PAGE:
If we take the drag on the side of the bob and divide it by the cylindrical area of the bob,
we get the drag that is being exerted on each square centimetre of the bob, which is the
shear stress (
A f   
) that is being exerted on the bob. The shear stress ( ) experienced
by the bob per degree of deflection is thus determined by dividing the force per degree of
deflection by the cylindrical area of the bob. The shear stress or drag per square
centimetre on the vertical surface of the B1 bob per degree of deflection is:

Arco = 2nr x bob bcigbt

A = 2n x 1.724S cm x S.8 cm = 41.174 cm
2


¡ =
F
A
=
21u.S99 Jync
41.174 cm
2
= S.11 Jync¡cm
2


During operation of the viscometer, we can calculate the stress that is developed in the
fluid by multiplying the degrees of deflection by 5.11 dyne/cm
2
.
Torque Force
Radial
Distance
Iorquc = Forcc x Ðistoncc
Rheology in Basic Units

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Shear Rate

The Fann Model 35A rotates at six speeds which is given in RPM. The viscometer rotates
at 3, 6, 100, 200, 300 and 600 RPM. To express shear rate in basic units of cm/s/cm, we
have to convert the rotational velocity to an equivalent lineal velocity. The rotational
velocity can be converted to a lineal velocity by first calculated the equivalent rotations
per second. Using the 600 RPM rotational velocity as an example we would have, 600
rpm ÷ 60 seconds = 10 revolutions/second. We then calculate the angular velocity or
angular displacement of the rotor per second by multiplying the revolutions per second
by 2π, which would give, æ = ¡2n = 1us
-1
x 2n = 62.8S roJions¡scconJ. Since 1
radian of a unit circle (a circle with a radius of 1 cm) is equal to a linear distance of 1cm,
we can calculate the equivalent lineal velocity of the inside face of the rotor by
multiplying the angular displacement (in radians) by the internal radius of the rotor. The
internal radius of the R1 rotor is 1.8415cm. The lineal velocity equivalent to a rotational
speed of 600 rpm is then : = æ x r = 62.8S roJ¡s x 1.841S cm = 115.705 cm/s.

The layer of fluid that is in contact with the rotor, is moving at the same speed as the
rotor, while the layer of fluid that is in contact with the bob isn’t moving at all. So the
fluid at the rotor has an equivalent lineal velocity of 115.705 cm/s, while the fluid at the
bob has an equivalent lineal velocity of 0 cm/s. Since the radius of the B1 bob is 1.7245
cm and the radius of the R1 rotor is 1.8415 cm, the distance between these two layers is
0.117 cm. The velocity differential of 115.705 cm/s occurs across a distance of 0.117 cm.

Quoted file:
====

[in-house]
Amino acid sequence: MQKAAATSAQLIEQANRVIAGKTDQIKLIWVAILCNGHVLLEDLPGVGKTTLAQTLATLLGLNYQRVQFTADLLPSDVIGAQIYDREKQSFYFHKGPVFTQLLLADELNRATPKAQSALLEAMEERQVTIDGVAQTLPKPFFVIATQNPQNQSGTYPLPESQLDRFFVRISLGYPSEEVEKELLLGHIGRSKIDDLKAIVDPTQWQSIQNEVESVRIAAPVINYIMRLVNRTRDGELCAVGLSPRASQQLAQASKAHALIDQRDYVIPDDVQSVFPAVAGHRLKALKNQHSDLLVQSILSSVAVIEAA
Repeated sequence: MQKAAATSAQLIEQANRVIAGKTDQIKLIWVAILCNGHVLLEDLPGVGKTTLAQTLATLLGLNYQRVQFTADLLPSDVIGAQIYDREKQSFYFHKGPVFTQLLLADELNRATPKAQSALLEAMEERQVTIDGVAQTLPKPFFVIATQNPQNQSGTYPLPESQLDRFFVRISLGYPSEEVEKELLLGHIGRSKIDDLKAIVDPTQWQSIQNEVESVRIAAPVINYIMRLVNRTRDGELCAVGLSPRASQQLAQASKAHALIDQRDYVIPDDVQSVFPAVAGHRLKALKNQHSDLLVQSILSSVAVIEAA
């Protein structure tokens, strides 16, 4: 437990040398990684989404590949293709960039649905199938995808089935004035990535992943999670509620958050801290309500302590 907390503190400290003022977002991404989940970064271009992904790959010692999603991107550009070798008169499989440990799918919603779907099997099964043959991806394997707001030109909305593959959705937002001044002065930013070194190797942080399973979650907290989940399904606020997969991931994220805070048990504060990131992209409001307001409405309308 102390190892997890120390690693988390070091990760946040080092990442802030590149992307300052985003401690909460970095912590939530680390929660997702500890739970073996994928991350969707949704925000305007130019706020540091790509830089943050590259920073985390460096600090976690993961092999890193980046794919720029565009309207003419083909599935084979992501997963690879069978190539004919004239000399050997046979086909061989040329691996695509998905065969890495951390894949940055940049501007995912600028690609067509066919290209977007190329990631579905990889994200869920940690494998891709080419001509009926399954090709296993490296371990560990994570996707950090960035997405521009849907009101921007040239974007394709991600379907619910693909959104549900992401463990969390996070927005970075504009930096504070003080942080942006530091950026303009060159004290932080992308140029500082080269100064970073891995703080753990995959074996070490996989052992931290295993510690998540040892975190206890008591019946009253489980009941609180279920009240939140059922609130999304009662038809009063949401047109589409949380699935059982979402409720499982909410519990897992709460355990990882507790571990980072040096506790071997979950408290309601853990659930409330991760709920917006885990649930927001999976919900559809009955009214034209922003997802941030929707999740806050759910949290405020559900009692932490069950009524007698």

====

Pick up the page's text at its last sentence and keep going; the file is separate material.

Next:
To determine what the velocity differential would be across a gap of 1 cm, we simply
divide the velocity differential of 115.705 cm/s by the gap of 0.117 cm to yield of shear
rate value of 988.906 cm/s/cm. Notice that the shear rate is now in basic units. The
general formula to convert shear rate in rpm to cm/s/cm is:

Shear Rate (cm/s/cm) = 648 . 1
51 . 3 117 . 0 30
117 . 0
30
 
 


 

 
rpm
r rpm r rpm r rpm   


For the Fann Model 35A, with an R1 rotor and B1 bob configuration, the shear rate in
cm/s/cm corresponding to the 3, 6, 100, 200, 300 and 600 rpm rotation velocities is
9.944, 9.888, 164.8, 329.6, 494.4 and 988.8 cm/s/cm respectively.

Viscosity

The shear stress developed in a 100 cP oil was
measured using the Fann Model 35A. The results
of the measurements are shown in Table 1 and
Figure 1. The viscosity of the fluid can be
calculated directly by simply dividing the Shear
Stress by the Shear Rate.


Table 1: Shear Stress/Shear Rate of 100 cP Oil
RPM Lineal
Velocity
Dial Reading
(degrees)
Shear Stress
(dyne/cm
2
)
3 4.94 1 5.11
6 9.89 3 15.33
100 164.82 36 183.96
200 329.64 70 357.7
300 494.47 94 480.34
600 988.93 206 1052.66
Rheology in Basic Units

© 2009, Manley Osbak, Spruce Grove, Alberta. Distribute or reproduce in whole only.
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Poise
s cm dyne
cm
s cm
cm dyne
cm
s cm
cm dyne
11 . 1
/ / 11 . 1
/
/ 11 . 1
1
/ 82 . 164
/ 96 . 183
1 2
2 2


  






The construction of the Fann Model 35A, with
the B1, R1, S1 configuration results in a shear stress of 5.11 dyne/cm
2
(the drag or force
on every square centimeter of the bob) for every degree of deflection that is shown on the
dial reading. After converting the RPM to an equivalent linear velocity per radial
centimeter (cm/s/cm) as shown above, we are able to express the viscosity of a fluid in a
simple, clear and dimensionally consistent way.












Figure 1: Shear Stress/Shear Rate of 100 cP Oil